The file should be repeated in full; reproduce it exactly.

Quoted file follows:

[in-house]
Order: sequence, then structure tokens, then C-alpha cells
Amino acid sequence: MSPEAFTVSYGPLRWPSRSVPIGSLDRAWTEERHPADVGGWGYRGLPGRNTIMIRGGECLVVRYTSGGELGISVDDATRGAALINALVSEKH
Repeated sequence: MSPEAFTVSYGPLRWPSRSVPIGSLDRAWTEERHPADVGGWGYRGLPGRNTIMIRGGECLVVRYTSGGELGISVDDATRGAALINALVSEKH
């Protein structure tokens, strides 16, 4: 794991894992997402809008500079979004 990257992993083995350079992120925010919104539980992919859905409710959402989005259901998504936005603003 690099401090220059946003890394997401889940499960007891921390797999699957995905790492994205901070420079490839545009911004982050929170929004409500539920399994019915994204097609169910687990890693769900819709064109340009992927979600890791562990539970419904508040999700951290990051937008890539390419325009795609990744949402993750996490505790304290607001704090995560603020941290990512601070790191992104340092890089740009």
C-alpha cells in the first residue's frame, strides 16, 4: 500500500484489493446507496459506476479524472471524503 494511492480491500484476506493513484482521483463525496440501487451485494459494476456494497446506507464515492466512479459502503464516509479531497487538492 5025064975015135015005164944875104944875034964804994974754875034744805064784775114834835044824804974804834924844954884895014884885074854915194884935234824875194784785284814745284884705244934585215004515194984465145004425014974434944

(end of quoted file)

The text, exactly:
[in-house]
Order: sequence, then structure tokens, then C-alpha cells
Amino acid sequence: MSPEAFTVSYGPLRWPSRSVPIGSLDRAWTEERHPADVGGWGYRGLPGRNTIMIRGGECLVVRYTSGGELGISVDDATRGAALINALVSEKH
Repeated sequence: MSPEAFTVSYGPLRWPSRSVPIGSLDRAWTEERHPADVGGWGYRGLPGRNTIMIRGGECLVVRYTSGGELGISVDDATRGAALINALVSEKH
């Protein structure tokens, strides 16, 4: 794991894992997402809008500079979004 990257992993083995350079992120925010919104539980992919859905409710959402989005259901998504936005603003 690099401090220059946003890394997401889940499960007891921390797999699957995905790492994205901070420079490839545009911004982050929170929004409500539920399994019915994204097609169910687990890693769900819709064109340009992927979600890791562990539970419904508040999700951290990051937008890539390419325009795609990744949402993750996490505790304290607001704090995560603020941290990512601070790191992104340092890089740009």
C-alpha cells in the first residue's frame, strides 16, 4: 500500500484489493446507496459506476479524472471524503 494511492480491500484476506493513484482521483463525496440501487451485494459494476456494497446506507464515492466512479459502503464516509479531497487538492 5025064975015135015005164944875104944875034964804994974754875034744805064784775114834835044824804974804834924844954884895014884885074854915194884935234824875194784785284814745284884705244934585215004515194984465145004425014974434944